Want to be a better leader? Start following the data.

While gathering and studying big data has been a trend for some years now, many organizations have been ignoring an obvious target for analysis: themselves.

Businesses use big data to detect how customers (and competitors) are behaving, how economic trends are unfolding, and so on. But they generally don’t apply the same sort of analytical horsepower to their own performance and how they manage themselves, their leaders, their teams, or their strategies.

That omission needs to change. Our modest contribution to the cause has just debuted, in the form of Accelerating Performance: How Organizations Can Mobilize, Execute, and Transform with Agility, published by John Wiley & Sons and released last week in the United States.

Our goal was to help bring the hard stuff to the soft stuff—applying heavy-duty data techniques to understanding how people and organizations are really doing so that they can accelerate their performance. We believe that management needs more Excel and less PowerPoint and, above all, should rely more on data and less on the sort of occasional observation or anecdote that we refer to as “anecdata.”

The book stems from several years of effort by my coauthor Sharon Toye and myself, as well as by our colleagues at Heidrick & Struggles. The underlying research project, which is ongoing, sheds light on what works, and what doesn’t, when it comes to helping businesses accelerate performance, which we define as the ability to reduce time to value by building and changing momentum more quickly than competitors do.

The research draws on a survey of 20,000 global leaders, an investigation into the performance of more than 3,000 teams, and our firm’s collective experience consulting and placing top executives to identify what practices separated the best from the rest. We supplemented the work with an analysis of the FT 500, identified 23 companies that we labeled “superaccelerators,” and conducted interviews with many of those companies to further verify our conclusions.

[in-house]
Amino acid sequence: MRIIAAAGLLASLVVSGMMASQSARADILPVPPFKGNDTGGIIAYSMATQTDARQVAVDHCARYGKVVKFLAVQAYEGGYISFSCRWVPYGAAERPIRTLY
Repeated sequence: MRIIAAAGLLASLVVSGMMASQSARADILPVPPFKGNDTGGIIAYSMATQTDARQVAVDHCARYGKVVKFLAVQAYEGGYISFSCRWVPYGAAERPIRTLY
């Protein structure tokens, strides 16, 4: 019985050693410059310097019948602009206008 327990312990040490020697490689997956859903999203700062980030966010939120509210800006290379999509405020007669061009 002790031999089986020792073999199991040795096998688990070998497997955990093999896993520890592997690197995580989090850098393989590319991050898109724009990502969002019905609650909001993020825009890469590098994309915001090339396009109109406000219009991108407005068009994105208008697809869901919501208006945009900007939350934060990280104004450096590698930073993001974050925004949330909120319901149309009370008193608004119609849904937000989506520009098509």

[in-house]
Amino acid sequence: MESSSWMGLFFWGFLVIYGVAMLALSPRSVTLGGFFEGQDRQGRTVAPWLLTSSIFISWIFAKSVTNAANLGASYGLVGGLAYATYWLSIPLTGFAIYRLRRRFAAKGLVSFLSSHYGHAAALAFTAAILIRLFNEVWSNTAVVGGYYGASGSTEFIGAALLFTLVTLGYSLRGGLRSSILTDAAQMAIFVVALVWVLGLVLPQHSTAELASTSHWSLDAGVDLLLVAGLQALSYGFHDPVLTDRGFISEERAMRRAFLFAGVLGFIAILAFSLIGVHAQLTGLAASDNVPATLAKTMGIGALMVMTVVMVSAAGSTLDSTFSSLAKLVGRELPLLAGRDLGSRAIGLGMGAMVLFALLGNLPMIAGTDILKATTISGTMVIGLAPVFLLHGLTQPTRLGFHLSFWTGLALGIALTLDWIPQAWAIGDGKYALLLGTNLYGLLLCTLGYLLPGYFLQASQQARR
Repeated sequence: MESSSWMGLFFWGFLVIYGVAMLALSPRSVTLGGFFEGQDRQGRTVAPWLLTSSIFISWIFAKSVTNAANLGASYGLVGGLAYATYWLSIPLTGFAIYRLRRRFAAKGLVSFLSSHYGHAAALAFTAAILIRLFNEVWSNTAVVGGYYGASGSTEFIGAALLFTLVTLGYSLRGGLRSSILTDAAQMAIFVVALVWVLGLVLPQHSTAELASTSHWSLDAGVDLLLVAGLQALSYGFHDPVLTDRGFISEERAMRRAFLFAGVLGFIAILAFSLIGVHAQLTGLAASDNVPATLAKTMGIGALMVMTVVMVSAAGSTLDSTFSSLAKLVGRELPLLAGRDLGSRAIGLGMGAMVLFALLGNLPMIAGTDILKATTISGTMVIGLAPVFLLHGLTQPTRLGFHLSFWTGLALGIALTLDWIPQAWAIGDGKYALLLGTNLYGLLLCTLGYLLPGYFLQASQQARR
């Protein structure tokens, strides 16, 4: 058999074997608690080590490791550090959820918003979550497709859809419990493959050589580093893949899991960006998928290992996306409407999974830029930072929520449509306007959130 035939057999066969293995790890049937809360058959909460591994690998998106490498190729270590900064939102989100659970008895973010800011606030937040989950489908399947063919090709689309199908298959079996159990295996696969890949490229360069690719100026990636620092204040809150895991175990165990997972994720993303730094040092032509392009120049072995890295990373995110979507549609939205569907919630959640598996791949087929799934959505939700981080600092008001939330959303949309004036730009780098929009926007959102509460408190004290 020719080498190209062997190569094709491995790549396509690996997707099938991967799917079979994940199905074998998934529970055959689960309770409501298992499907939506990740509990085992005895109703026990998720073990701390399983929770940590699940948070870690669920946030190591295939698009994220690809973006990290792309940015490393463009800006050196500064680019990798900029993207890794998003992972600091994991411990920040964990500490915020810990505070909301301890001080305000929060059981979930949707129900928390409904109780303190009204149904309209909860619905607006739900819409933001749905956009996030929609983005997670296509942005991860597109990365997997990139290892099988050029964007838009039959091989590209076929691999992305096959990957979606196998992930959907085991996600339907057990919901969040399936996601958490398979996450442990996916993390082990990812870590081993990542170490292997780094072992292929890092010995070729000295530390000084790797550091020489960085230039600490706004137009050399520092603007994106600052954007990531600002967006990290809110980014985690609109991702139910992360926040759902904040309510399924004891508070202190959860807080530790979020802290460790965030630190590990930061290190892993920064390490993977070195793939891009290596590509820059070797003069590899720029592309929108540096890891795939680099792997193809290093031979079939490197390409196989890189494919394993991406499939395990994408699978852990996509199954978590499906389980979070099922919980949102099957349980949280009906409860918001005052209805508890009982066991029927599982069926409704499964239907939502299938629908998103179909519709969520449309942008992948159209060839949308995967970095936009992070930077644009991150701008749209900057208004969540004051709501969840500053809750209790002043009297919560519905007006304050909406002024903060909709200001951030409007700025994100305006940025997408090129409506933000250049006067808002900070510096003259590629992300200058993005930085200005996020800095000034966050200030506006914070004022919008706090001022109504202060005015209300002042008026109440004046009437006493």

Some of our research findings defy conventional wisdom. For example, it’s generally agreed that two of the most important considerations for a business are how to move into the right industry and the right geography. However, our work showed that companies actually have about twice as much opportunity to improve their performance by staying within their current industry and geography than they would if they switched. In other words, strategy still matters—but execution matters more.

Moreover, when it comes to setting strategy, we found that businesses spend too much time focusing on the issues they can control and should spend more time focusing on the unruly outside forces that, according to a landmark academic study, account for a whopping 45 percent of corporate performance. We identified 13 “drive factors” that, among other things, determine how well a company senses changes in its environment and how quickly it reacts.

At the organizational level, we identified the drag and drive factors that determine how well businesses do at mobilizing resources, executing on their plans, and transforming themselves through a variety of practices that boost agility. We then identified more than three dozen specific actions companies can take to improve performance in these areas—for instance, how to co-innovate with customers or how to use a higher purpose as fuel that excites employees and aligns them behind the company’s goals. We explored how to get employees to speak truth to power, how to act as one firm, how to learn from mistakes, how to either improve or atomize the corporate center, how to develop what we call digital dexterity—and much more.